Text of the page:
Hi, I’m Denis Kuniß

I’m involved in language engineering since probably 1995. That time I started taking compiler lectures at the TU Berlin during my university studies. This brought me to the compiler generator group at TU Berlin around Mario Kröplin and Sönke Kannapinn which were doing research around the Eta compiler generator system. The Eta compiler generator system allows you to specify the syntax and semantic of a formal language using a closed calculus of a two-level grammar (in particular, a analysis-oriented restricted Extended Affix Grammar is used) and generates effective compilers from that. I was involved in creating the successor of it, the EBNF based Epsilon compiler generator system, as the old one was in development since 1984 and was depending on old HW and outdated compilers. For the new system I wrote my master theses about an evaluator generator for a sub class of Extended Affix Grammars which generates semantic checks out from the closed language specification.

Unfortunately, my thesis was the last work for the new compiler generator system, AFAIK, as the research team was resolved shortly after that and the research about compiler generation at TU Berlin has been discontinued. So sad.

Already during my student time and 3 years after graduation I was lucky to work in the language engineering area. That time, before 2000, I have developed and maintained the COBOL, IBM360 assembler, PL/I, PL/SQL and C language scanners for the Softlab code analysis system Maestro which was heavily used by a lot of Banks to scan their old code bases for preventing the 2YK problem to be happened. The language scanners were implemented using the compiler construction tool suite Cocktail by CoCoLab, a spin up from the University of Karlsruhe.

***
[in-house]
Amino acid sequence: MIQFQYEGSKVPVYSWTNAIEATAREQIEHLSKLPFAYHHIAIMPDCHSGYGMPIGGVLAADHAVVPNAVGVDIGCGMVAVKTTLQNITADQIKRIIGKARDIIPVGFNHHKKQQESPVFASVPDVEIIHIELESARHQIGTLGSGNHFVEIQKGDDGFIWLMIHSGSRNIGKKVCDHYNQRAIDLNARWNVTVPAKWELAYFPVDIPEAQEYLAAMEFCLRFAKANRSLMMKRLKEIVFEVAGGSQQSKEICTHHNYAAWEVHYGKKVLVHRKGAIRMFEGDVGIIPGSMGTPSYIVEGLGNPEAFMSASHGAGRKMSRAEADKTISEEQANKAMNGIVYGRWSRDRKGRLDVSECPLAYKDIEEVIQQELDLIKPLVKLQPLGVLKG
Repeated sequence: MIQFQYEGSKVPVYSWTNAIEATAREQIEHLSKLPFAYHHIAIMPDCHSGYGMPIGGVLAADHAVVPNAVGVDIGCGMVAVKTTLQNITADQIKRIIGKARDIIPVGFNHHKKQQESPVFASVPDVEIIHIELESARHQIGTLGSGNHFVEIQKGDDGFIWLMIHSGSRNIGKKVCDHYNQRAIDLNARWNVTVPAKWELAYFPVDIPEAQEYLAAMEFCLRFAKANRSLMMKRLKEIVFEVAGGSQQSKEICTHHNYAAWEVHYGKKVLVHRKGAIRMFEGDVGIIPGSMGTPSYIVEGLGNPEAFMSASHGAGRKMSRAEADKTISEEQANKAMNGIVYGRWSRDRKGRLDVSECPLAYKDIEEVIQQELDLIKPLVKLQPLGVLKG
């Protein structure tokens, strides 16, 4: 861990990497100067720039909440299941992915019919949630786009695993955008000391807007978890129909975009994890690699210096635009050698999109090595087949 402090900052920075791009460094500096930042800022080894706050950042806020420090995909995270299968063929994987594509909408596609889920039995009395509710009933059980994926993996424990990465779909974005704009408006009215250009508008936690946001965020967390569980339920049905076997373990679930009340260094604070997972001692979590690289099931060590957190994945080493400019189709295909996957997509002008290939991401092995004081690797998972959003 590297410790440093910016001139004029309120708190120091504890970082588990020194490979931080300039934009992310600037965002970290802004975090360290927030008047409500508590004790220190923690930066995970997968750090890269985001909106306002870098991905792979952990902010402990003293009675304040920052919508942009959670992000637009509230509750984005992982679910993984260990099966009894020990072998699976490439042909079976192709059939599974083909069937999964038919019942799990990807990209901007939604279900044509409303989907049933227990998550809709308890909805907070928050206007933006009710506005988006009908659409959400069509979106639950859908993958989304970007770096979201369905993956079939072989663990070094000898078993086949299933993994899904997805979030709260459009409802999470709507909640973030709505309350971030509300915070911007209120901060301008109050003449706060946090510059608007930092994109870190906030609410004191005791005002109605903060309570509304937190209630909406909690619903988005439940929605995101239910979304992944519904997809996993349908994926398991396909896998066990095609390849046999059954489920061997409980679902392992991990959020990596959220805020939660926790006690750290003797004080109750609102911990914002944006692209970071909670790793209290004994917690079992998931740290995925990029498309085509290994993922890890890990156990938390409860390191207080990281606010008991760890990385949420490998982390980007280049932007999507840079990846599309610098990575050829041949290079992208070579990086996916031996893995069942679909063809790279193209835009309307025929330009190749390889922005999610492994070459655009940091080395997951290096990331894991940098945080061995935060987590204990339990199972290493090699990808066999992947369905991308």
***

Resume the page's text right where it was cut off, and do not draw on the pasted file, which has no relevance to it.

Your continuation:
After 2003 I was professionally not involved anymore in language engineering despite from sporadically meeting my university mates discussing on how to reimplement the Epsilon compiler generator system in Java. Originally, it was implemented in Oberon-2 on Wirth’s Oberon system which turned out to be a good choice for teaching but not for evolving it.

Around 2010 I got aware of Xtext and was fascinated quite from the start. It fits ordinary well in the Eclipse eco-system I also use at work. There, I use th Xtext language Xtend a lot for different code generation task and also as a substitution for Java using modern language features long before Kotlin and Java-lambdas arrived. :slight_smile:

Currently, as a home side project, I’m working on a Xtext based DSL for making message based programming easier as I’m deeply convinced about a new programming paradigm related to that. I also wrote several articles about this.

Glad to participate in this community.